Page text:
Which brings up the question of how to really appreciate a quilt hanging eighteen to twenty feet overhead: There’s an app for that.  A free iPad app is available for download (though at 500 MB, it takes a while), or visitors can borrow an iPad and stroll through the show with it. (An identical app for the iPhone was inexplicably held up in Apple’s approval process, and was not available in time for the exhibit.) To view a quilt on the iPad, locate it on the floor plan, identify which pavilion and tier it falls in —top, middle, or bottom—and then  zoom in for a closer look.

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Photo: Tom Hennes, Thinc Design.

Incorporating rich mobile content into an exhibit can function as a visual magnet, drawing a disproportionate share of attention, and resulting in people staring at screens instead of at the real objects on display. In this case the iPad content allows the huge scale exhibit to maintain a human dimension, encouraging us to peer closely at tantalizing objects placed well beyond the scope of our eyesight.

A slight disappointment with the exhibit is the lack of museum-label-style info for each quilt on the iPad. We couldn’t find the name of pattern, the maker or approximate date she worked on the piece. Cell phone-accessible audio files provide some of this information throughout the exhibit. But overall very little background is provided on individual quilts. “The hitch was that Mrs. Rose didn’t gather provenance or scholarship on the quilts, she just collected them,” explains Sherri Wasserman, a strategist at Thinc. “Liz Warren is doing that work now for the catalog and we’ll update the app as it becomes available. We’ll also add additional audio files to the app that didn’t make it in time for the exhibit. Part of what we had hoped for was that the app would both serve as a launching point to look at the physical objects more closely while you’re there, and then as a way to refresh your memory so that when you get home you can study your favorites more closely as a separate, powerful, private experience.”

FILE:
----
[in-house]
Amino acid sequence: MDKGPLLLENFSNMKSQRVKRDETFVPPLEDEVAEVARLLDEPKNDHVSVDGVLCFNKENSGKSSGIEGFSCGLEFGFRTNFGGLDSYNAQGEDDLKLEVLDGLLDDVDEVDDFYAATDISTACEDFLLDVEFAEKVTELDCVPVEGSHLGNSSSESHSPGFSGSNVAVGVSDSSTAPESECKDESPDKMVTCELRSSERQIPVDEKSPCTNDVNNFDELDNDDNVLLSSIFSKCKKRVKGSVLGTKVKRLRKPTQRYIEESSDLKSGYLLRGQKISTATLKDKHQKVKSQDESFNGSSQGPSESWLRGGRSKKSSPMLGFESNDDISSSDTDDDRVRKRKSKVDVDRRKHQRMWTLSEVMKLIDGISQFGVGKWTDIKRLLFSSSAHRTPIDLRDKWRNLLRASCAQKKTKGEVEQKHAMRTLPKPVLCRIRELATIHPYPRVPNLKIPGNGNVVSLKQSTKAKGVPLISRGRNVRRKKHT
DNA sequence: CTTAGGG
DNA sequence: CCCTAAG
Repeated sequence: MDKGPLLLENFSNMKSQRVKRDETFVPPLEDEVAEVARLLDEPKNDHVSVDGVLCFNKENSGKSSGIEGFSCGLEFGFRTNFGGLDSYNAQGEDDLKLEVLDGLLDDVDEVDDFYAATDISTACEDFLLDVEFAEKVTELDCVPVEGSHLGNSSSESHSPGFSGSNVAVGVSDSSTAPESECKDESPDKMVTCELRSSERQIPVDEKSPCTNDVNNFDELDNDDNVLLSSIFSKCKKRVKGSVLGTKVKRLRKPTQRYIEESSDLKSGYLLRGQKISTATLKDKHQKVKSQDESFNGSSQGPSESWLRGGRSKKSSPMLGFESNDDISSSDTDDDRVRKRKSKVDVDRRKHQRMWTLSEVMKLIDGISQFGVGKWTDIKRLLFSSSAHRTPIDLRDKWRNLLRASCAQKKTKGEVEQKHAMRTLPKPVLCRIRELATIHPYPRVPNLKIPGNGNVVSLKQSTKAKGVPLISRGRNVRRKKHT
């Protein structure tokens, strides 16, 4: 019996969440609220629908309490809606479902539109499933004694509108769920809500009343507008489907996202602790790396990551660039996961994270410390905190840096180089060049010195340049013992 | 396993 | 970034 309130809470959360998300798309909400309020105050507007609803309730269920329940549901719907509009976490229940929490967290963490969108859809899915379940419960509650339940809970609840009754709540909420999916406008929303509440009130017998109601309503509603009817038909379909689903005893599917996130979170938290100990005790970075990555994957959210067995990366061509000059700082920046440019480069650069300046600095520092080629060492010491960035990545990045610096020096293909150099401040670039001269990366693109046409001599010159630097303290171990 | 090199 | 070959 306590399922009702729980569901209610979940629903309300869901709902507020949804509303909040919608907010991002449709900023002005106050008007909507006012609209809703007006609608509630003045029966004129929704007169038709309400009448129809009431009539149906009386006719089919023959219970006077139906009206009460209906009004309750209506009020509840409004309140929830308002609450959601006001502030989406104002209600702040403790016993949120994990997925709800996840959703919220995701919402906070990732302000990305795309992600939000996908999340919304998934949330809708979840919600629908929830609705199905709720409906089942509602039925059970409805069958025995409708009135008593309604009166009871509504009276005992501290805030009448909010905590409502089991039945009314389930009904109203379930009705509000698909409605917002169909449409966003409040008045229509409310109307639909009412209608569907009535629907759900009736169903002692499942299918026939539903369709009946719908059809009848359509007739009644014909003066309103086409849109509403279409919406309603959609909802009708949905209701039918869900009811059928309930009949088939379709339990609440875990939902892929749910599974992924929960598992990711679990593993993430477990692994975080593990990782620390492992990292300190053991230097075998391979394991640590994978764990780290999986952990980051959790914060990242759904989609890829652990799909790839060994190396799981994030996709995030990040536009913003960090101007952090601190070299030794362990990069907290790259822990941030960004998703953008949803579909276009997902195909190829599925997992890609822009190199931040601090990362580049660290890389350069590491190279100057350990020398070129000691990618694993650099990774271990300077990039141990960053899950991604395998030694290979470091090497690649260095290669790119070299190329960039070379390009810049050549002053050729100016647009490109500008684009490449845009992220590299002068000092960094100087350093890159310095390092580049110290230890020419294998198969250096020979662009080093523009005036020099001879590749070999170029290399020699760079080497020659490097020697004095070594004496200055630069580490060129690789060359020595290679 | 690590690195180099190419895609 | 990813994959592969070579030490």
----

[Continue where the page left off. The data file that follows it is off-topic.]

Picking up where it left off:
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Photo: Tom Hennes, Thinc Design.

Observing people buzz in and out through the small gaps between the hanging quilts, it’s impossible to miss how happy they look, smiling broadly, pointing at their favorites, calling excitedly to friends to come see. One woman and her children made a game of finding all the quilts patterned with animals. On all scales, from architectural to intimate, Infinite Variety is a 360-degree immersive experience that fuses both the whole and the parts into a transcendent example of the art of exhibition design. As Tom Hennes put it, “It’s a great case of seeing the forest and the trees at the same time.”

Angela Riechers is a design writer and creative director, and a 2010 AOL Artists 25 for 25 grant recipient for Sites of Memory and Forgetting, an interactive memento mori project. @AngelaRiechers (Twitter), www.angelariechers.com/nounverbdesign/ (blog).

Categories: Arts + Culture